North Dakota Energy Sector
Collapsing natural gas prices were an unexpected boon for North Dakota's shale oil bonanza, easing a shortage of fracking crews that had tempered the biggest U.S. oil boom in a generation. Reuters

Radioactive waste from fracking has shown up in a small North Dakota town, opening a new chapter in the debate over the controversial process.

In remote Noonan, a town with fewer than 200 residents, local officials found hundreds of trash bags filled with mildly radioactive waste in an abandoned building. The bags contained silt and waste water from the drilling technique known technically as hydraulic fracturing.

Officials found the bags in late February, the Wall Street Journal reported. Earlier, officials discovered a similar stash on flatbed trailers near a landfill in Watford City, in the sparsely populated western, Bakken Shale region.

The bags contained three-foot long, tubular filters of absorbent fiber called oil socks and used to capture silt from waste water. The collected silt contains low levels of radium, often found in soil, rock and water.

Radioactive waste is just the latest issue along with natural gas flaring and drilling on historic lands that North Dakota's shale oil boom has wrought.

"Before the Bakken oil boom we didn't have any of these materials being generated… so it wasn’t really an issue," Scott Radig, the state's director of waste management, told the Wall Street Journal.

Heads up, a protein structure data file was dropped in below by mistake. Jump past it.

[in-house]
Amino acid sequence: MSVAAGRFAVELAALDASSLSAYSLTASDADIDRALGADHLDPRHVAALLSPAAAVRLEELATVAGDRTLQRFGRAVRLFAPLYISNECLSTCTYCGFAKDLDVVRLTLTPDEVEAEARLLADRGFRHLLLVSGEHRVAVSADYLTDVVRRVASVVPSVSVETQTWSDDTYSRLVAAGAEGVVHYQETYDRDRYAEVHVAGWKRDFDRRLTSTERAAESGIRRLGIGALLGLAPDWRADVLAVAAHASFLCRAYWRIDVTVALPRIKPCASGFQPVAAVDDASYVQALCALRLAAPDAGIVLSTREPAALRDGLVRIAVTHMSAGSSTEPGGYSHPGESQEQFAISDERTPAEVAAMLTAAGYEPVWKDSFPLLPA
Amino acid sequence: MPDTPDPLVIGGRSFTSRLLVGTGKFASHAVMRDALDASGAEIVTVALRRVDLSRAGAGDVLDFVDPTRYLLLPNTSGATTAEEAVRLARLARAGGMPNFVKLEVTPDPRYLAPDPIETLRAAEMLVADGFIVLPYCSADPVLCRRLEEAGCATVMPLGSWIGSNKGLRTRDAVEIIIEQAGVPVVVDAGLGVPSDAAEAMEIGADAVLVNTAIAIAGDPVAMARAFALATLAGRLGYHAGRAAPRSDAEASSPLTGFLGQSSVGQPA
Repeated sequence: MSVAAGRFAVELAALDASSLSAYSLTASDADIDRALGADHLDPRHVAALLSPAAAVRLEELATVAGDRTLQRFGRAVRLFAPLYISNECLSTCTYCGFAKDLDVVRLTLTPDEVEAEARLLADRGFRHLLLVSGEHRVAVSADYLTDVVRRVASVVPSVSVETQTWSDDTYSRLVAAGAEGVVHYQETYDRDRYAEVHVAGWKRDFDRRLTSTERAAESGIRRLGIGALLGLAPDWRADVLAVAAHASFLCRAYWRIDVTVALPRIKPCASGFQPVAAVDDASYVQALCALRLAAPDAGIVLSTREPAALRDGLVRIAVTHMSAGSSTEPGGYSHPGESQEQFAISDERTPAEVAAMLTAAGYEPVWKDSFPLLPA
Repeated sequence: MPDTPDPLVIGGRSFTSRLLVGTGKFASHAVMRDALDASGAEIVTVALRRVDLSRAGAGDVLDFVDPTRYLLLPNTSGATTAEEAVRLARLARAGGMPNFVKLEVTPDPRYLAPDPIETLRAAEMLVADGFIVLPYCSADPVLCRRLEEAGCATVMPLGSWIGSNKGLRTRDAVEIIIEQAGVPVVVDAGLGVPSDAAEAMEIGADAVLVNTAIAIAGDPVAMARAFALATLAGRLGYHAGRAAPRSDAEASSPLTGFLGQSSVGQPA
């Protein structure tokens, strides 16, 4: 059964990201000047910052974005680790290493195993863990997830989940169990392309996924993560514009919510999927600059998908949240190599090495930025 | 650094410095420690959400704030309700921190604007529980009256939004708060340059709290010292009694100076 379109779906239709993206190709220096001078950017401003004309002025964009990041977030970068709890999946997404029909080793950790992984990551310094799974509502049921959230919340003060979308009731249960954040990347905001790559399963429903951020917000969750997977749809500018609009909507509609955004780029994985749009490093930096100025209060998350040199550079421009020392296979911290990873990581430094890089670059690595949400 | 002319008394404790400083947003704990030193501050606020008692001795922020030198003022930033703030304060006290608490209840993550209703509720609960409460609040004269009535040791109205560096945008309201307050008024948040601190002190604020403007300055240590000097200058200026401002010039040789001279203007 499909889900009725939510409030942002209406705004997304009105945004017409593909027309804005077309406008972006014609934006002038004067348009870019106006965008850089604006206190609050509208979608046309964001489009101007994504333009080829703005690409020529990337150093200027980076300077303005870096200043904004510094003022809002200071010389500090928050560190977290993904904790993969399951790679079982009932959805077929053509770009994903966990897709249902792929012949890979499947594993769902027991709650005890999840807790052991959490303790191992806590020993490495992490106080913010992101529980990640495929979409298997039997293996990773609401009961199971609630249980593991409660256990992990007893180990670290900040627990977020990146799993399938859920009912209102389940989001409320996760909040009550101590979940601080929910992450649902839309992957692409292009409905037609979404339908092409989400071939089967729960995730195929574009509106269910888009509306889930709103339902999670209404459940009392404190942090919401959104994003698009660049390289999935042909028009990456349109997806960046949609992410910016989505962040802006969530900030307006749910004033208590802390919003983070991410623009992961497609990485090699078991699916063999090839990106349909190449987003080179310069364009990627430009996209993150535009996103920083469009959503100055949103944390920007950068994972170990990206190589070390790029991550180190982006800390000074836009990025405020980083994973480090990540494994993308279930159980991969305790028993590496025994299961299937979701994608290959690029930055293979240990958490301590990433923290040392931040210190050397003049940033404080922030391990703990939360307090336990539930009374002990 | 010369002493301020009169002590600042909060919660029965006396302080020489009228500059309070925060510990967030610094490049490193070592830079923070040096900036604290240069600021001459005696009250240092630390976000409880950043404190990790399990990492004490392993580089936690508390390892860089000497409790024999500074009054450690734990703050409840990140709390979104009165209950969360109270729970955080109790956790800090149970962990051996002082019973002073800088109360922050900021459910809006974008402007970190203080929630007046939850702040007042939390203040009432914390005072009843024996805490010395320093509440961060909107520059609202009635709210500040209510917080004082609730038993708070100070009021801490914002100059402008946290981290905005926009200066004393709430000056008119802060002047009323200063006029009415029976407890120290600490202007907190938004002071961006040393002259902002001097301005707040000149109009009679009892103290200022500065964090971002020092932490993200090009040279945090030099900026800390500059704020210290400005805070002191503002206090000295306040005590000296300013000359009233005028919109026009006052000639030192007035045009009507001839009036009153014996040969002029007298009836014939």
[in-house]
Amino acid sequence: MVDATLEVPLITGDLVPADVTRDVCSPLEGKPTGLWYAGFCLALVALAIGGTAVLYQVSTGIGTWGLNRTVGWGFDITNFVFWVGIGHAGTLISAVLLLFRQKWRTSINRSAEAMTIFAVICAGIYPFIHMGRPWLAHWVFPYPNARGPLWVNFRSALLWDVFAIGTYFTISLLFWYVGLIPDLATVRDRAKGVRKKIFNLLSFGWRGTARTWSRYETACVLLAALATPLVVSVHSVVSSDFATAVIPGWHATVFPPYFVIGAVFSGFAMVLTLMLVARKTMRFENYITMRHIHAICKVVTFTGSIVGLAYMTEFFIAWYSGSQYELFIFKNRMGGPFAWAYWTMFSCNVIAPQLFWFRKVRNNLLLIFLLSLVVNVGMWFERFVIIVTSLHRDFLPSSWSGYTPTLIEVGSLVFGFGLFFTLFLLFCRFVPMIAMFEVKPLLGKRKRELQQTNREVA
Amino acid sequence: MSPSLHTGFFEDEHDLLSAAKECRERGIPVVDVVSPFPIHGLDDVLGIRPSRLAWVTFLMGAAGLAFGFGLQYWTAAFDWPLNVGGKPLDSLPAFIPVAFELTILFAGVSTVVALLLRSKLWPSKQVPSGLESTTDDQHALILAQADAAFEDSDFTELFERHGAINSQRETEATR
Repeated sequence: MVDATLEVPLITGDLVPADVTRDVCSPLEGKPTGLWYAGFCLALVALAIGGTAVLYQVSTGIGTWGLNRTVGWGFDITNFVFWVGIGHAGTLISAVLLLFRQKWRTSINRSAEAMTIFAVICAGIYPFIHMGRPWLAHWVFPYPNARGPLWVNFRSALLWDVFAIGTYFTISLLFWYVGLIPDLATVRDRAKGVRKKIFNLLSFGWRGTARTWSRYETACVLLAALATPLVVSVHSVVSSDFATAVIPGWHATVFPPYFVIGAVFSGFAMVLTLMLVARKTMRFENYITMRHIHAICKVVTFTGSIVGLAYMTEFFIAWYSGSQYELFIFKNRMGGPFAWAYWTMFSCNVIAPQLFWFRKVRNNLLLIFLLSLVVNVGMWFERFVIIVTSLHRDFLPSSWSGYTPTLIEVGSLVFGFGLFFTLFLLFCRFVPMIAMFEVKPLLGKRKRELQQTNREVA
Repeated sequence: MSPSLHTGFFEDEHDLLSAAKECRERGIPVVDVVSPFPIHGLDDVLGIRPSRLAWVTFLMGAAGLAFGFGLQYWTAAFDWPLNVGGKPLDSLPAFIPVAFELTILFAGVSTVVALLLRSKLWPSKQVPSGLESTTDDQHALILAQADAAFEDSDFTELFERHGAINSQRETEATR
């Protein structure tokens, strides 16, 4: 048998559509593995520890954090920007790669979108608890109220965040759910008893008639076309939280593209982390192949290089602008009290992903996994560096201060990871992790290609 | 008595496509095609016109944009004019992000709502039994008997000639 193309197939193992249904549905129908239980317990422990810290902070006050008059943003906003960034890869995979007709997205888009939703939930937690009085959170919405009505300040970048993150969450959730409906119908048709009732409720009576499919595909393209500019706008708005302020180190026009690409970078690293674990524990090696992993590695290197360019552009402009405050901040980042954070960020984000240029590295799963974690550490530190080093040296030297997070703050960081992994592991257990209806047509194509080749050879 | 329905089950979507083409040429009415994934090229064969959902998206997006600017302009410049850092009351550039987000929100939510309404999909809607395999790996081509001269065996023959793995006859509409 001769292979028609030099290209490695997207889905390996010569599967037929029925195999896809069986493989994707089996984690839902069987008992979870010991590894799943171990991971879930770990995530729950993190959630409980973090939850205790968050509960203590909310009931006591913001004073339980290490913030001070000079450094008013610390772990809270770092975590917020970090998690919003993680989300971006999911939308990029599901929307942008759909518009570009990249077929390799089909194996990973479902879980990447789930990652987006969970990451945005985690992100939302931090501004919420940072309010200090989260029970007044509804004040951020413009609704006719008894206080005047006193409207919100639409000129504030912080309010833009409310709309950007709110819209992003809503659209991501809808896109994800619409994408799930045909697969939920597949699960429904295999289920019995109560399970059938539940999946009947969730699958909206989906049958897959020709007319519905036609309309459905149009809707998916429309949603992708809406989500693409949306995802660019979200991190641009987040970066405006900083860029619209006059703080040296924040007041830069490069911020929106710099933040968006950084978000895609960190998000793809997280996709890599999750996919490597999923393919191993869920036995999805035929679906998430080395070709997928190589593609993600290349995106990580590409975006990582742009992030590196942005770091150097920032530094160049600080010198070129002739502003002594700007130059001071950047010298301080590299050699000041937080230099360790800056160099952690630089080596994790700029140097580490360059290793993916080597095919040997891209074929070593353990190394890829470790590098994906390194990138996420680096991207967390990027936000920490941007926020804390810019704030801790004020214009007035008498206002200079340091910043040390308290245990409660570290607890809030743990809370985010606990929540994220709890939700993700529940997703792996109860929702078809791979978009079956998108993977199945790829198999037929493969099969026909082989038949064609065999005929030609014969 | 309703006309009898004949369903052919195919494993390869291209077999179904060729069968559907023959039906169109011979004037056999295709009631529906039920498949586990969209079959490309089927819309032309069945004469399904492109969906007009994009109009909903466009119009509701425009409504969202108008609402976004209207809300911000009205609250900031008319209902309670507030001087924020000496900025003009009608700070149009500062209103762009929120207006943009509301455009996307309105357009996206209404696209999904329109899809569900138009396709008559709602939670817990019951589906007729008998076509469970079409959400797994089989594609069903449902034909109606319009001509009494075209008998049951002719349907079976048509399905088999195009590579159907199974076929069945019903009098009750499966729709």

Radiation levels from the silt-holding oil socks are low. A person could stand for a year by a dumpster full of the oil socks and absorb less radiation than from one dental X-ray, North Dakota state officials say.

Last week, the state passed new regulations, effective June 1, that will require the shale-oil industry to store the oil socks in leak-proof containers and on well sites, temporarily. Laws already existed that mandate the filters be finally handed to “licensed waste haulers” to transport to an authorized disposal facility.

But although the state has 500 to 600 injection wells using the socks it does not yet have a single storage facility capable of handling the radioactive waste. Standard dumps in North Dakota and around the country require waste to contain less than five picocuries of radium per gram, but the average concentration of radium in wastewater silt is about 75 picocuries, according to the U.S. Environmental Protection Agency.

Other states, including Idaho, Colorado and Utah have capable facilities.

The trailers found to be storing oil socks belonged to the Wyoming-based RP Services LLC.